To qualify for one of the three tests, the rules require the Scout to make his own tackle. So far well and good; this I heartily approve, as no hardship at all. But I do consider it very much of a hardship to require the boy to perform the impossible with his home-made tackle. People who know nothing about archery, thinking of the boys in the smaller country communities as possibly having some advantage in being able to go out into the woods and "cut their own bows and arrows," may feel that any rule requiring the boy to make his own bow and arrows is a good one because it compels the city boy to get out into the woods, and that is supposed to be good for him. But in the present case such reasoning could not apply. The fact is, the city boy is just as well fixed as the country boy, when it comes to getting hold of the proper materials for making the kind of bow and arrows that are required to pass the flight shooting test and win a Boy Scout merit badge for archery. For with his bow and arrows of his own make the Scout is required to shoot an arrow 150 yards. No average boy, equipped with average tackle of his own make, can ever hope to pass this test. It automatically rules out all except the largest and strongest, equipped with exceptionally good bows and arrows. Oddly, in the target test, at 60, 50 and 40 yards, any kind of tackle is allowed, yet the scores required are easy for any boy.
In connection with the National and the Eastern Archery Association's tournaments, there has been for many years a competition consisting of shooting so many arrows a distance of 180 yards. This is but 30 yards farther than the Boy Scout is required to send his arrow, with tackle made by his own hand—doubtless this includes the bowstring. This competition I have mentioned is entered by many archers long accustomed to shooting at target range of 100 yards. Nevertheless, it is a common thing to see not a few of these mature adult shooters drop out of the competition, declaring that it is no use to make the effort as the distance is too great for them. And we must remember, in practically every case they will be found to be shooting professionally-made target bows and some even special flight bows.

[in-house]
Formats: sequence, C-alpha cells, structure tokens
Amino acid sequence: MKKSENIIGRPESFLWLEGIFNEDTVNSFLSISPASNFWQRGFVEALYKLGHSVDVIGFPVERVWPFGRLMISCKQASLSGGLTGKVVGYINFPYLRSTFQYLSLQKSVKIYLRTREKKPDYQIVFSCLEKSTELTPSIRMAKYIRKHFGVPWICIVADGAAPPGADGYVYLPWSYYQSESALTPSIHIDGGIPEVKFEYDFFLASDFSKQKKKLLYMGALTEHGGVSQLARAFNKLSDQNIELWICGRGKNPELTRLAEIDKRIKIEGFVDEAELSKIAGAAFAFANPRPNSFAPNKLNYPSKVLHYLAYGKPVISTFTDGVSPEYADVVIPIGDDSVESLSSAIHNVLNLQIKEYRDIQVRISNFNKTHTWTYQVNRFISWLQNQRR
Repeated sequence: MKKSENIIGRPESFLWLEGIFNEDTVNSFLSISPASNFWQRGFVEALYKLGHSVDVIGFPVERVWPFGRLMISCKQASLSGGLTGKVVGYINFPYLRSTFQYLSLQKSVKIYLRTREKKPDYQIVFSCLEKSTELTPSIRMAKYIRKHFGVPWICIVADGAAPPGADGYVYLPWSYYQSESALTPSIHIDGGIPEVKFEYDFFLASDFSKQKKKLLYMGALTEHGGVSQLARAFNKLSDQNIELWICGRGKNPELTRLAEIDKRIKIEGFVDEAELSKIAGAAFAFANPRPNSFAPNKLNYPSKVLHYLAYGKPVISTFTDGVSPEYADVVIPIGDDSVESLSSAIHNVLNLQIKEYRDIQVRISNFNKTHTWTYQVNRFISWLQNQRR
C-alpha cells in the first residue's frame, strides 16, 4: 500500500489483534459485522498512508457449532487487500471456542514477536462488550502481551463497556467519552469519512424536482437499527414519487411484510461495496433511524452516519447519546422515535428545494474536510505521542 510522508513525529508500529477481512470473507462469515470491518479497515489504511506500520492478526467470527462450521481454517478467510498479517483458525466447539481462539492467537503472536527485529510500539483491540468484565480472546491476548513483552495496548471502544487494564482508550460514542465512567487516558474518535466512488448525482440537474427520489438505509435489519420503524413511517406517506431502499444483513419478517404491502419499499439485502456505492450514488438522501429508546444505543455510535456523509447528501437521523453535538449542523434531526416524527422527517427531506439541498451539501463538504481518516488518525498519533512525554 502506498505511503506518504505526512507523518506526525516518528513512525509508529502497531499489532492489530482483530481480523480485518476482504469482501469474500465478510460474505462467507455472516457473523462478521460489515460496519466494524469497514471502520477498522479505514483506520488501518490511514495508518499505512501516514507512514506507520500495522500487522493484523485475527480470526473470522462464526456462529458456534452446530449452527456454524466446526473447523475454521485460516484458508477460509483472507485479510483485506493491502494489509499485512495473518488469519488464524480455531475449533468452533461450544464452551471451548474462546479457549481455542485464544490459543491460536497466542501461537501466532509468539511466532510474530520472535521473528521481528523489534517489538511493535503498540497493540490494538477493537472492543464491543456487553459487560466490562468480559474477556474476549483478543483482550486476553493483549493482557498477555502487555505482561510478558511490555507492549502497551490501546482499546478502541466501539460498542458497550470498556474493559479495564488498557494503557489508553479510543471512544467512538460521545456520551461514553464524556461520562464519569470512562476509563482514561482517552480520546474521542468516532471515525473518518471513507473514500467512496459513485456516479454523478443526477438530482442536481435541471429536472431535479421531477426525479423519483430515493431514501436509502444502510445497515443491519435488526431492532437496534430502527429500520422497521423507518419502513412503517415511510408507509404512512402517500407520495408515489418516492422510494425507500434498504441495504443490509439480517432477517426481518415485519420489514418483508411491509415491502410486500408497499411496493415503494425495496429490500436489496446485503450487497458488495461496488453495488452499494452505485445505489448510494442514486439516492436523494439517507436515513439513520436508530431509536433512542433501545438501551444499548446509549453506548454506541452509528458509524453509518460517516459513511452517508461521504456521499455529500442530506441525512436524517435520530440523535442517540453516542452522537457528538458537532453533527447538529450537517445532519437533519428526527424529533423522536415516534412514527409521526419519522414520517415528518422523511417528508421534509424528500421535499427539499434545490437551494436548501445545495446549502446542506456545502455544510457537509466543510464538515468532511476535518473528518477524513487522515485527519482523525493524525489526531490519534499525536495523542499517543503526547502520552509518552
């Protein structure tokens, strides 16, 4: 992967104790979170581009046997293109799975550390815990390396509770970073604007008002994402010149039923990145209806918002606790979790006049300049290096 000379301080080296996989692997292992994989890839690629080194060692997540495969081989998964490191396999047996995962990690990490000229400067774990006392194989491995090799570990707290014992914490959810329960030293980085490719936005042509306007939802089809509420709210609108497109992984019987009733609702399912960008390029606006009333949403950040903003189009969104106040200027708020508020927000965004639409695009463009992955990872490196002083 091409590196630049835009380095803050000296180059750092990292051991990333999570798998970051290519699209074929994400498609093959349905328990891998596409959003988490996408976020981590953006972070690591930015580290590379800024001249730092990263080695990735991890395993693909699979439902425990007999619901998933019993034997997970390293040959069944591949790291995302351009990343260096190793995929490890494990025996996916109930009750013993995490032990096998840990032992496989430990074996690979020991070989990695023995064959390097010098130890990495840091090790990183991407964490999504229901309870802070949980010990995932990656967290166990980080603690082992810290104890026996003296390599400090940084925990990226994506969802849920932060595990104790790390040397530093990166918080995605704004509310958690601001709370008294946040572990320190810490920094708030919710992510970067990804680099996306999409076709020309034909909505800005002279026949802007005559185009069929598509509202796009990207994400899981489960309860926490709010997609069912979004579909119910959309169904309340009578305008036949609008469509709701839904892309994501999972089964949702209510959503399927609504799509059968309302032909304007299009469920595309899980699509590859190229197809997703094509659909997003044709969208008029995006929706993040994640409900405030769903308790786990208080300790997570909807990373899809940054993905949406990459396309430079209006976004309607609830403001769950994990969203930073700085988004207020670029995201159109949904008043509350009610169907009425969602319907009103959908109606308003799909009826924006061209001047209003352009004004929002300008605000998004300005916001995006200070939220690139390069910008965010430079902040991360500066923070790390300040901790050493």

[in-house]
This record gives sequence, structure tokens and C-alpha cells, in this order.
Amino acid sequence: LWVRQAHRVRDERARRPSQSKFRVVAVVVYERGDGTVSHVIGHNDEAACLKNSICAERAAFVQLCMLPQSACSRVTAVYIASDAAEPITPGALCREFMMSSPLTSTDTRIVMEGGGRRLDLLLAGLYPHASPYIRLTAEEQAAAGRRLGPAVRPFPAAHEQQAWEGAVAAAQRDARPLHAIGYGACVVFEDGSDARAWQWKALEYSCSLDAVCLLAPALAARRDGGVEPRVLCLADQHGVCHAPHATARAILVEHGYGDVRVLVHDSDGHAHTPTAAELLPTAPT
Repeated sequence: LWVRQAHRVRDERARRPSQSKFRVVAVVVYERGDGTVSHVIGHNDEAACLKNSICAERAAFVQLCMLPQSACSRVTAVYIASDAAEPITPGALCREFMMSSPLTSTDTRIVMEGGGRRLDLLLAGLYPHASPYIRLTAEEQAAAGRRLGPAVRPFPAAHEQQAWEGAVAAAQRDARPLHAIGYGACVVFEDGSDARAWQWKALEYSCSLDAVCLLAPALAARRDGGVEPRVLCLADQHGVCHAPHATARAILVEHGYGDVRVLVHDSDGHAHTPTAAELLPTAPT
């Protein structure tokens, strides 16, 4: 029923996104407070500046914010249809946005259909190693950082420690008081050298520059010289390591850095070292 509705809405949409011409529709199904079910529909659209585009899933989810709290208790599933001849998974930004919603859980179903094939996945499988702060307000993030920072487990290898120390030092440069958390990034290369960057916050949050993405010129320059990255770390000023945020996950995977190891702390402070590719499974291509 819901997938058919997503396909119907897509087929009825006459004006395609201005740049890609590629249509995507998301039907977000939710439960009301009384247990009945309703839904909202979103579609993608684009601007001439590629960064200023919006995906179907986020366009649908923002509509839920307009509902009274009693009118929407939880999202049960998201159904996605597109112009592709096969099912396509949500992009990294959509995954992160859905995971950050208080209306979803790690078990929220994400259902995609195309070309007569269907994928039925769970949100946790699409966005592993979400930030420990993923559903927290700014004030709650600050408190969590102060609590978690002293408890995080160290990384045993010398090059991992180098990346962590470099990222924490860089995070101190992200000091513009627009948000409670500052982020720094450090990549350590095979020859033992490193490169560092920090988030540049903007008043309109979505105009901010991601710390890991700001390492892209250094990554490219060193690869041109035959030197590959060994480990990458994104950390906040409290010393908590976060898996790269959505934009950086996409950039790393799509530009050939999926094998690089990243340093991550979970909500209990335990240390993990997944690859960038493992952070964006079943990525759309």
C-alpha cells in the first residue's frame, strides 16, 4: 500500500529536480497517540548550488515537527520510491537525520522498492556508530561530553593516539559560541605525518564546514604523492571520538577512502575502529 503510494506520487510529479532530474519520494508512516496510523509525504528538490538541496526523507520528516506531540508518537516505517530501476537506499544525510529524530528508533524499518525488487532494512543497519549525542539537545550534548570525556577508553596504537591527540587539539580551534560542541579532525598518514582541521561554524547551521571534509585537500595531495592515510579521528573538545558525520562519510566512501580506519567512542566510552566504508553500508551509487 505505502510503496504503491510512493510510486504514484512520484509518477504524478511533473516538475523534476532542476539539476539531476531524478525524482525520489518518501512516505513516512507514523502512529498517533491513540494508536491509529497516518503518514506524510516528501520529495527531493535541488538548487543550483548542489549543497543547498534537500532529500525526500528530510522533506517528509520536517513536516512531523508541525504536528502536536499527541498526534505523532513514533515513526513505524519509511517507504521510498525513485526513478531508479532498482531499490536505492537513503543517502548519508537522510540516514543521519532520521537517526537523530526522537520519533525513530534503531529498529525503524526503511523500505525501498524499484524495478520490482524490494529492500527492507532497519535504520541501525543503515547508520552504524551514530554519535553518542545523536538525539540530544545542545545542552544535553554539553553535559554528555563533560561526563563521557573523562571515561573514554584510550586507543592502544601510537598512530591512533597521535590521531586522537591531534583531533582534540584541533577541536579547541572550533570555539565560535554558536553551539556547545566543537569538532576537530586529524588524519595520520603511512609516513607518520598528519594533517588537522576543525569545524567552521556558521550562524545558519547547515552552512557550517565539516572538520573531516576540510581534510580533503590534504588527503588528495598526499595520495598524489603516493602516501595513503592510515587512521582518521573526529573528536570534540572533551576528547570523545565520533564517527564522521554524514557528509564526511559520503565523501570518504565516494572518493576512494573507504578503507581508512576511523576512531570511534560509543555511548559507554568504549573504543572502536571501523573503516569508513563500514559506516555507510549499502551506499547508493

If the real archers balk at 180 yards with the best equipment obtainable, then I say the distance for the Boy Scout should be 120 yards, and no more. While this would be easy for the big boys with plenty of brawn, it would not be beyond the smaller ones. And what good can the test be unless it offers encouragement to all to become archers?
Still another requirement placed upon the boy in order to win this badge of merit in archery is, he must learn the names of all the past champions and their scores. I am willing to bet that there are not three men in the two archery associations who can pass this test. I question if there are six archers in the entire country who could even guess the record score made by Dr. P. W. Crouch this year. It is a requirement having no useful purpose and should be abolished.
Everything that is a detriment to this fine old sport should be thrown out. But no one is going to take the bother unless he is interested, and so I say that the real archer will do well to go further than to merely serve his own interests. Everything having to do with archery should be in the hands of practical archers themselves, and then we shall have no more of these obstacles thrown in the way of the sport.